Mitchell Reports | December 10, 2012
>> democrat on the house budget committee is expressing some optimism that a deal can be had to avert tax hikes and massive spending cuts. chris van holland joining us from the capitol. thank you very much, congressman.
>> good to be with you.
>> do we know nothing from the secret talks?
>> well, we don't know a lot, andrea, but you presented it very well in that lead-in there. there are a couple of things that have changed. number one, you now have the face-to-face meetings between the president, the speaker of the house . that's obviously good news. always better than not talking. sending, you have this growing awareness on the part of congressional republicans that their earlier position was unsustainable. the idea that they would allow the economy to go down the tubes, allow tacks to go up on virtually every american all in order to protect the bonus tax breaks for high income earners. more and more republicans are recognizing that that's not sustainable. so that's moving us in the right direction, and hopefully we can get it done by the end of the month.
>> now, the end of the month, the calendar does matter here because there are house and senate rules that require certain numbers of days for reading. you can suspend rules with all sets of consents, but you may not have the kind of consent unanimously to do that in various houses. how quickly do you need to move ahead with a deal to get it done before the end of the calendar year?
>> well, are you exactly right. i mean, even if you were to reach an agreement in principle, you have to, you know, get the specifics agreed to. then you have to put it on paper. you have to allow members of congress a chance to review it. look, i would say for the end of the year then you are talking about having to have something done by christmas, but the sooner the better. we all know that. that's why people are pushing hard, and i hope we can get it done by the end of december. if not, my belief is you would get it done very soon thereafter, but everybody is very focused, andrea, on trying to get it done by the end of december. the one thing i would say with respect to the cuts, because that was mentioned in the lead-up is if you actually look at the president's proposal, he has been very specific about the cuts he is recommending. in fact, far more specific in terms of both how he would achieve those cuts as well as how he would achieve the revenue than speaker boehner, who simply put a bunch of numbers on a piece of paper and has mentioned a couple of specifics, but not nearly enough by way of specifics in either cutting or revenue to show how he would get to an agreement.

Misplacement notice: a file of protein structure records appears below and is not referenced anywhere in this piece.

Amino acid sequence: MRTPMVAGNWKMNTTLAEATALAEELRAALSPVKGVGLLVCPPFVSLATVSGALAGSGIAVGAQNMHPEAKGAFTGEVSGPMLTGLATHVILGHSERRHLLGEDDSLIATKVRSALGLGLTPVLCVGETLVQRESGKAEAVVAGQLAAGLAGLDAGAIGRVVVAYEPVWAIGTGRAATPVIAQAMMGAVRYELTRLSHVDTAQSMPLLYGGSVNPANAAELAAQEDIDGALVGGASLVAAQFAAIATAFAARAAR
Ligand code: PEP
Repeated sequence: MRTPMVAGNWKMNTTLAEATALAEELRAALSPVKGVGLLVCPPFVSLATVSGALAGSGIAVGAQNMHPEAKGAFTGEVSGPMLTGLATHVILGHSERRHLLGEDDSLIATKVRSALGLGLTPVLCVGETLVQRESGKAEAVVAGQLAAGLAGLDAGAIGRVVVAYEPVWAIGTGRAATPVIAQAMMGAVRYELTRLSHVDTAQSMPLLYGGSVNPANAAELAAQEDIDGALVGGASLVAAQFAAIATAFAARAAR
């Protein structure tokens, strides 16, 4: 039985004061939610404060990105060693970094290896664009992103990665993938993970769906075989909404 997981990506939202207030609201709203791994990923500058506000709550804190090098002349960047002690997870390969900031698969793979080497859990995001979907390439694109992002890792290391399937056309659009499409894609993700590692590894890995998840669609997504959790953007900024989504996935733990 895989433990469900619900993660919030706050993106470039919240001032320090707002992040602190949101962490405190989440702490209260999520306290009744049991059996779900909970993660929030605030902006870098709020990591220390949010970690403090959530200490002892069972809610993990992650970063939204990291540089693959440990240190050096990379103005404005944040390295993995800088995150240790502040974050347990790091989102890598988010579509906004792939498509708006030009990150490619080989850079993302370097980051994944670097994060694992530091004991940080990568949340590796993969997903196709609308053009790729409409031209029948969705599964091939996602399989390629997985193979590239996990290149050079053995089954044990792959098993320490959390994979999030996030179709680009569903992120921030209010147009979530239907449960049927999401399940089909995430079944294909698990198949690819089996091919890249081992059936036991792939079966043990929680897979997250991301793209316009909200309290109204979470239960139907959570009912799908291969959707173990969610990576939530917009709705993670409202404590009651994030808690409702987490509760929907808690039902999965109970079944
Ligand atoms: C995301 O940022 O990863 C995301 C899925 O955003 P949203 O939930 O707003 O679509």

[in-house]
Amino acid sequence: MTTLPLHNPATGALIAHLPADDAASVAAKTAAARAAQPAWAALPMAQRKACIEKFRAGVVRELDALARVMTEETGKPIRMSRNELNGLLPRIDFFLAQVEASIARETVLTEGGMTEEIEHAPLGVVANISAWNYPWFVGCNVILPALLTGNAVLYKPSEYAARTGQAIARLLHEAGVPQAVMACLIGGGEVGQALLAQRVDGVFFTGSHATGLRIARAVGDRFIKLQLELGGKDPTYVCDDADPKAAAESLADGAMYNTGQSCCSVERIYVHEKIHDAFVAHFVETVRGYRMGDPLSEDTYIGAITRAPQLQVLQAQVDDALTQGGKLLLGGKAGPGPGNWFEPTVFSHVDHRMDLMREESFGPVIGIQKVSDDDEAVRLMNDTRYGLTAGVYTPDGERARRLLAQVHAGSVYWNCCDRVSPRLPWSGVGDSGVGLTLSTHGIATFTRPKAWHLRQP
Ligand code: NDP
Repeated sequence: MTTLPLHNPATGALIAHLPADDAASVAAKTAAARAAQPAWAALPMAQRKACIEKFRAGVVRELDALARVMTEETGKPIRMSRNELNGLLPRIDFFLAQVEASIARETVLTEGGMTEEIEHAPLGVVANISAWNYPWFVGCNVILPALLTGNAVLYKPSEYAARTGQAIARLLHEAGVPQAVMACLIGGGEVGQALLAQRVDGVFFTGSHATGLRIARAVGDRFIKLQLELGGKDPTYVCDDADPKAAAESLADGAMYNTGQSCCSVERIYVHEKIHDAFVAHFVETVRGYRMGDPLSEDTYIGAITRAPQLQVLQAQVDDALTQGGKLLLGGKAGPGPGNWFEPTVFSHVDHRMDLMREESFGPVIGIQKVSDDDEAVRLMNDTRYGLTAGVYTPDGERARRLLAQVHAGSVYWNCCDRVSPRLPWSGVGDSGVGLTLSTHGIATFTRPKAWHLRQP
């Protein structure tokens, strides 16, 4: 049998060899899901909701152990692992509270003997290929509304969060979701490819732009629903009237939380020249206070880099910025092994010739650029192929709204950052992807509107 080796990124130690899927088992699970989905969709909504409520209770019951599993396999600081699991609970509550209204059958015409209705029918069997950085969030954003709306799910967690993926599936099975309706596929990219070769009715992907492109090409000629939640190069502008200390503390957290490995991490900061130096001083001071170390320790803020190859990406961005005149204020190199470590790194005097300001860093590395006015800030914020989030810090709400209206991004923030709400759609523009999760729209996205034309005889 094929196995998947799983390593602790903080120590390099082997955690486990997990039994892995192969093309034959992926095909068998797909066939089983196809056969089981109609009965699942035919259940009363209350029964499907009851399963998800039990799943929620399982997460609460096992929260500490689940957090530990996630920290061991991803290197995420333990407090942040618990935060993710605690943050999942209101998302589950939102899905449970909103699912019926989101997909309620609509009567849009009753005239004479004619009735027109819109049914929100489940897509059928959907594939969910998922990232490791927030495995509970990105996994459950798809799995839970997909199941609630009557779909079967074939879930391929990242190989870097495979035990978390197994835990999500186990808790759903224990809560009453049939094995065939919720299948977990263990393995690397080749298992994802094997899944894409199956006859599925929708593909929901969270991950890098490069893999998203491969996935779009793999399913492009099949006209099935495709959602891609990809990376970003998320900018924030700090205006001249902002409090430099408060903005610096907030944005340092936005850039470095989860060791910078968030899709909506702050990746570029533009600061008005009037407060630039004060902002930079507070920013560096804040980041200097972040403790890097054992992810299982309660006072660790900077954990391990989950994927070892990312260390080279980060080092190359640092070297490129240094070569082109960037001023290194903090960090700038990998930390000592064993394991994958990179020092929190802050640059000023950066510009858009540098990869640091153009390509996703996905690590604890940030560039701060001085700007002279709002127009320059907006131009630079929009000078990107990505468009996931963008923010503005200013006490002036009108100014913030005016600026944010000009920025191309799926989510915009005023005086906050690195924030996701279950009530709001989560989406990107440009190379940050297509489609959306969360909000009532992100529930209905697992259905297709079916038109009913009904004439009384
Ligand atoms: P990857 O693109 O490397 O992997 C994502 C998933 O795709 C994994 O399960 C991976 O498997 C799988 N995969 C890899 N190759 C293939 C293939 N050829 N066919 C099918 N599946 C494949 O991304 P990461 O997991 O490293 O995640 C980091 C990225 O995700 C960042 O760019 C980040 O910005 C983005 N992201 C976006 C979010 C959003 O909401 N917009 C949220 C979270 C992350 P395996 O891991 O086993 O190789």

>> congressman, one of the things that was somewhat -- was floated by dick durbin on "meet the press" yesterday was the possibility of changing the retirement age. i mean, that was one of the things discussed. another is changing the way the cost of living on social security is computed. what is the likelihood of either of those two things happening?